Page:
Outcomes of Chemoimmunotherapy among Patients with Extensive-Stage Small Cell Lung Cancer According to Potential Clinical Trial Eligibility

Daichi Fujimoto, Takeshi Morimoto, Motohiro Tamiya, Akito Hata, Hirotaka Matsumoto, Atsushi Nakamura, Toshihide Yokoyama, Yoshihiko Taniguchi, Junji Uchida, Yuki Sato, Takashi Yokoi, Hisashi Tanaka, Naoki Furuya, Takeshi Masuda, Yoshihiko Sakata, Eisaku Miyauchi, Satoshi Hara, Go Saito, Satoru Miura, Masaki KanazuNobuyuki Yamamoto, Hiroaki Akamatsu

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3 Citations (Scopus)


Importance: Chemoimmunotherapy is the standard first-line therapy for patients with extensive-stage small cell lung cancer (ES-SCLC). However, whether findings from pivotal trials can be extrapolated to the clinical practice setting remains unclear. Objective: To compare treatment outcome gaps following first-line chemoimmunotherapy for patients with ES-SCLC between those who met and did not meet the eligibility criteria used in previous clinical trials. Design, Setting, and Participants: A prospective cohort study was conducted from September 1, 2019, to September 30, 2020, at 32 hospitals in Japan, with at least 12 months of follow-up. Participants included consecutive patients with ES-SCLC who received carboplatin and etoposide with atezolizumab as first-line therapy. Exposures: Patients who met eligibility criteria for pivotal phase 3 clinical trials were considered trial-eligible. Main Outcomes and Measures: The primary outcome was 6-month progression-free survival. The secondary outcomes were differences in progression-free survival, overall survival, and safety according to whether key clinical trial eligibility criteria were met. Results: A total of 207 patients were analyzed (median age, 72 years; range, 46-87 years; 170 [82%] were male). Sixty-four patients (31%) were older adults (age ≥75 years), and most (184 [89%]) had an Eastern Cooperative Oncology Group performance status of 0 or 1. There were 132 (64%) trial-eligible patients. The 6-month progression-free survival rate for all patients was 38.8% (95% CI, 32.4%-45.7%). The median progression-free survival was 5.1 months in trial-eligible patients and 4.7 months in trial-ineligible patients (hazard ratio, 0.72; 95% CI, 0.53-0.97; P =.03). The proportion of patients who achieved disease control was 93% (118 of 127) in trial-eligible patients and 77% (55 of 71) in trial-ineligible patients (P =.002). The median overall survival was 15.8 months in trial-eligible patients and 13.1 months in trial-ineligible patients (hazard ratio, 0.73; 95% CI, 0.51-1.07; P =.10). The rate of severe adverse events was numerically higher among trial-ineligible patients than among trial-eligible patients (39% vs 27%; P =.07). Conclusions and Relevance: In this cohort study, the overall treatment outcome was comparable to that reported in pivotal clinical trials. However, treatment outcomes after chemoimmunotherapy might differ between trial-eligible and trial-ineligible patients. These findings suggest that trial-eligibility criteria may be useful in clinical practice, and further studies using data from clinical practice settings are required to inform regulatory approval and clinical decision-making..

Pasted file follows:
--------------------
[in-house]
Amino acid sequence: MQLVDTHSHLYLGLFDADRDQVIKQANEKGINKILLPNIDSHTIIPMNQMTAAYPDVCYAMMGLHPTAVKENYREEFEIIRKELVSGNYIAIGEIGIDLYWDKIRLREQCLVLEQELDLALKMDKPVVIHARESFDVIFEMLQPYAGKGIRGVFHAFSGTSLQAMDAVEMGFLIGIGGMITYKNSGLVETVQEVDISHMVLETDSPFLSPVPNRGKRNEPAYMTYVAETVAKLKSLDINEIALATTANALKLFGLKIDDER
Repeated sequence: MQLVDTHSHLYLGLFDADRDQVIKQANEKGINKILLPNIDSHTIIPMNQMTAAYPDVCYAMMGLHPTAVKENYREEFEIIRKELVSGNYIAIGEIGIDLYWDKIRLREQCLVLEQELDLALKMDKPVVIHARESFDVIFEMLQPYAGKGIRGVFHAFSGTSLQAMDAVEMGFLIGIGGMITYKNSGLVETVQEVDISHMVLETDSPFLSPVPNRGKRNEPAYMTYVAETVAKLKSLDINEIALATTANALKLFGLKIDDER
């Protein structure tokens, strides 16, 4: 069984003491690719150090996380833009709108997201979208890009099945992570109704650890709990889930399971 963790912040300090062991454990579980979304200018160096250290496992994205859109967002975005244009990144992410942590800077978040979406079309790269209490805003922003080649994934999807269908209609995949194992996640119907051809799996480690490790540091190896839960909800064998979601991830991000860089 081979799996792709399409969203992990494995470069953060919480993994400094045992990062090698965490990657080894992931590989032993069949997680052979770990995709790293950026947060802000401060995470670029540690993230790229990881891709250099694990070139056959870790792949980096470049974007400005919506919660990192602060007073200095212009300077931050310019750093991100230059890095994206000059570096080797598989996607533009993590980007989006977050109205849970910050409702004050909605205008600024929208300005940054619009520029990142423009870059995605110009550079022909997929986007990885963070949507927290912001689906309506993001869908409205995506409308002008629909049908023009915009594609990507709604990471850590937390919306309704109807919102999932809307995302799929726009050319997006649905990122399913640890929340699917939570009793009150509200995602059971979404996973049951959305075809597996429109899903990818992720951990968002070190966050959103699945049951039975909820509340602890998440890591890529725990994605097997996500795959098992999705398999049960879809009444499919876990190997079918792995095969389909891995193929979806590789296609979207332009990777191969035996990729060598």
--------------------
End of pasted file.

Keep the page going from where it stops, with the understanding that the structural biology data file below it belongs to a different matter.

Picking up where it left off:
Original languageEnglish
Pages (from-to)E230698
JournalJAMA network open
Issue number2
Publication statusPublished - 2023 Feb 24


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